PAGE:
Hospital RecordsReturns of the Officers and Nurses (female) for
the General Hospital at Providence (1778), a military facility, are at the Rhode
Island Historical Society. Patient data includes date of admission, full name,
company, regiment, disorder, and the event that caused them to be hospitalized.
There is currently no index for this material.
Newspaper NoticesDuring the American Revolution three newspapers
published notices of military deserters: the American Journal and General
Advertiser, 1779-1781, the Newport Mercury, 1758-1800 (ceased publication with
the December 2, 1776 issue and resumed on January 5, 1780), and the Providence
Gazette. The advertisements included the name of the deserter, a physical
description, place of belonging, unit they served with, and the name of the
officer who placed the notice. For instance, Reuben Ballou placed several
advertisements for men that deserted his unit. Original copies of the newspapers
are available at the Rhode Island Historical Society and on microfilm at various
academic and research libraries. The notices from the Providence Gazette have
been published in myRunaways, Deserters and Notorious Villains (Picton,
Pension PapersLists of pensioners from 1820, 1835, and 1840 appear
in vol. 12 of Arnold's Vital Records of Rhode Island, 1636-1850. The published
1820 list includes the name of the soldier, rank, service and date of death. The
1835 list includes the name, rank, annual allowance, sum total of what was
received, description of service, when placed on the pension roll, the date the
pension commenced, age at the time of commencement, laws under which they were
placed on the rolls, remarks and date of death. The 1840 list is shorter and
includes just name, age and place of residence. If living in another's
household, the name of the head of that house is provided.
The Rhode Island State Archives also has the list of Invalid Pensioners
(1790) and Revolutionary Pension Correspondence (1850-58). The largest
collection of pension records is found at the National Archives. The records are
available on microfilm (M804) at branches of the National Archives and through
the mail. Their website has
additional information. Virgil D.White, in Genealogical Abstracts of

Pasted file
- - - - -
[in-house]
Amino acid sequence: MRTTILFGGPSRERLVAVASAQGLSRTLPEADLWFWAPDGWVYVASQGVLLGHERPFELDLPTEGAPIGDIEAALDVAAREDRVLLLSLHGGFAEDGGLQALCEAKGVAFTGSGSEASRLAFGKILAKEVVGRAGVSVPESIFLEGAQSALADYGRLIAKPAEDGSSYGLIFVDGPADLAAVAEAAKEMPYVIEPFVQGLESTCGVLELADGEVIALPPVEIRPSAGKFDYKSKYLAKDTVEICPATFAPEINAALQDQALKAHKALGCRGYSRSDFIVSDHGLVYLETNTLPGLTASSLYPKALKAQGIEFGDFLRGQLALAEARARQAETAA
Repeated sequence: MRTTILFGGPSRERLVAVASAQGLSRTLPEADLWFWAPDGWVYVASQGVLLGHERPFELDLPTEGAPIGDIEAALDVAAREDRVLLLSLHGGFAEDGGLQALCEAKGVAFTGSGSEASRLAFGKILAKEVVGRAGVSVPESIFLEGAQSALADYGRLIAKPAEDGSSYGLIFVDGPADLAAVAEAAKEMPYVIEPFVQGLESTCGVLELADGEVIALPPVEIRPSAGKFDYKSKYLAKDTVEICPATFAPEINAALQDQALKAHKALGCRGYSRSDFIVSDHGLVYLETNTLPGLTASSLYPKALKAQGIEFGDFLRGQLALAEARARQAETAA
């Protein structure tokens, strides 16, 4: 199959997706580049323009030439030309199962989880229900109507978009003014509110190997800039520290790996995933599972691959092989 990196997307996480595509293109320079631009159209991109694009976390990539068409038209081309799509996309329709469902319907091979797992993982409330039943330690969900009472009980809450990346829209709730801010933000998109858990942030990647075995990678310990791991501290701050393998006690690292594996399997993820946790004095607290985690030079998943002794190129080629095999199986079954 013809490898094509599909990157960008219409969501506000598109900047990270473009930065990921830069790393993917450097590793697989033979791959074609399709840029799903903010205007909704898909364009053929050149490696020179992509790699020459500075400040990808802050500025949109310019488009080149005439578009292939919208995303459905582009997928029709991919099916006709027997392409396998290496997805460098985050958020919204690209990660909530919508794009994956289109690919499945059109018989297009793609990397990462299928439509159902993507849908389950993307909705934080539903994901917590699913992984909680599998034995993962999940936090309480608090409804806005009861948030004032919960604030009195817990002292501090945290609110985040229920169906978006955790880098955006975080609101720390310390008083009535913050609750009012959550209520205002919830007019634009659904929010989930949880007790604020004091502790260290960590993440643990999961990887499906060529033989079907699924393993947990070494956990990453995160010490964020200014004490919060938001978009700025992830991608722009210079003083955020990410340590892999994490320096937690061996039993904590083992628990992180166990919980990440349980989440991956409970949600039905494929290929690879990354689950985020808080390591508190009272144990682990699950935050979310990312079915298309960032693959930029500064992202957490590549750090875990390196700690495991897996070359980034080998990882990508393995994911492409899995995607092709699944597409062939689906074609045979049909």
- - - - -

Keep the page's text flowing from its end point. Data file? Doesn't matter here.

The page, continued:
Revolutionary War Pension Files, 4 vols, (Waynesboro, TN: National Historical
Publishing, 1990-1992) abstracted these pensions.
Special IndexesIn addition to the card index at the Rhode Island
State Archives, the Rhode Island Historical Society has a card file that indexes
all the yearly volumes of the D.A.R. material compiled by local chapters. The
actual volumes are available in their library and at the Daughters of the
American Revolution Library in Washington, D.C.
Transient ExaminationsTown councils routinely interviewed
individuals that were not official town residents. While these examinations can
be difficult to locate, they can prove military service. Their value is clearly
illustrated by Mark Noble 's examination. It lists where he was born and
outlines his life history and military service. According to his testimony, he
"...enlisted into the Army of the United States and served as one of the
Hadley quota part of the time in Col. Patersons Regiment......He also
Further saith that after having been duly discharged from Col. Patersons
Regiment he enlisted into Col. Voses Regiment......then he enlisted as one
of the Quota of Cranston in Col. Olney's Regiment, three years till peace took
place when he had General Washingtons Discharge that he belonged to Capt.
William Allen's Company while in Col. Olneys Regement. Providence. 9/15/98
Some of these transient examinations are found in the minutes of town
meetings. Unfortunately no comprehensive list of these records currently exists.
OrganizationsOnce you've located that Revolutionary War ancestor,
you may want to contact one of the following organizations for membership